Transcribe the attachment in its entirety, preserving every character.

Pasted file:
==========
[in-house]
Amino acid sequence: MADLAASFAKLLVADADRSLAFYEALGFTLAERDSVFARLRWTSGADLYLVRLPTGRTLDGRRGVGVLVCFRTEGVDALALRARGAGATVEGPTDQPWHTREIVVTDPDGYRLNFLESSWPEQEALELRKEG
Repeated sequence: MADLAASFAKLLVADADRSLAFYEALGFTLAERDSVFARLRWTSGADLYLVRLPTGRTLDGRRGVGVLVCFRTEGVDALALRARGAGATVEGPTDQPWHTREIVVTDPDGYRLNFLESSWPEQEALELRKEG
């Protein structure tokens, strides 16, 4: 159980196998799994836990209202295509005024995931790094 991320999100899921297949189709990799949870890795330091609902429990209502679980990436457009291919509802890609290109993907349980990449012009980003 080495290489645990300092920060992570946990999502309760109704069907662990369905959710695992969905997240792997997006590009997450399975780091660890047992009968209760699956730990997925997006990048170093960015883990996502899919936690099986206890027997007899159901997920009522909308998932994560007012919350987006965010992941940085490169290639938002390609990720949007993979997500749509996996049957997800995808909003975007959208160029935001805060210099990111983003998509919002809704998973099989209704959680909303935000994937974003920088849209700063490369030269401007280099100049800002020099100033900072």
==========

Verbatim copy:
[in-house]
Amino acid sequence: MADLAASFAKLLVADADRSLAFYEALGFTLAERDSVFARLRWTSGADLYLVRLPTGRTLDGRRGVGVLVCFRTEGVDALALRARGAGATVEGPTDQPWHTREIVVTDPDGYRLNFLESSWPEQEALELRKEG
Repeated sequence: MADLAASFAKLLVADADRSLAFYEALGFTLAERDSVFARLRWTSGADLYLVRLPTGRTLDGRRGVGVLVCFRTEGVDALALRARGAGATVEGPTDQPWHTREIVVTDPDGYRLNFLESSWPEQEALELRKEG
């Protein structure tokens, strides 16, 4: 159980196998799994836990209202295509005024995931790094 991320999100899921297949189709990799949870890795330091609902429990209502679980990436457009291919509802890609290109993907349980990449012009980003 080495290489645990300092920060992570946990999502309760109704069907662990369905959710695992969905997240792997997006590009997450399975780091660890047992009968209760699956730990997925997006990048170093960015883990996502899919936690099986206890027997007899159901997920009522909308998932994560007012919350987006965010992941940085490169290639938002390609990720949007993979997500749509996996049957997800995808909003975007959208160029935001805060210099990111983003998509919002809704998973099989209704959680909303935000994937974003920088849209700063490369030269401007280099100049800002020099100033900072």